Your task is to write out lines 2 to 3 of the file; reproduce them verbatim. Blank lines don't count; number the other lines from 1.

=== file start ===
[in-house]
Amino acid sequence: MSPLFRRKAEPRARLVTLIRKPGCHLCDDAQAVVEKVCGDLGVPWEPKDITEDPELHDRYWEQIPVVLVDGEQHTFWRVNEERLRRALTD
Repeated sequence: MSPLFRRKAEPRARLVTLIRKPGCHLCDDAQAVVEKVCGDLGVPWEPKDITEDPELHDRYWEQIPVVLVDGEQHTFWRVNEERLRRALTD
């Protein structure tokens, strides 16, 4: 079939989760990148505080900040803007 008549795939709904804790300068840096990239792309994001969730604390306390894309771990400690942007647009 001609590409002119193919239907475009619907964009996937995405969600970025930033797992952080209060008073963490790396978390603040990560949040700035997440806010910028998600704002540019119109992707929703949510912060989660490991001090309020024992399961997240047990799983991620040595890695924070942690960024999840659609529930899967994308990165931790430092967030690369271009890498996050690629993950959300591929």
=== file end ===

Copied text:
Amino acid sequence: MSPLFRRKAEPRARLVTLIRKPGCHLCDDAQAVVEKVCGDLGVPWEPKDITEDPELHDRYWEQIPVVLVDGEQHTFWRVNEERLRRALTD
Repeated sequence: MSPLFRRKAEPRARLVTLIRKPGCHLCDDAQAVVEKVCGDLGVPWEPKDITEDPELHDRYWEQIPVVLVDGEQHTFWRVNEERLRRALTD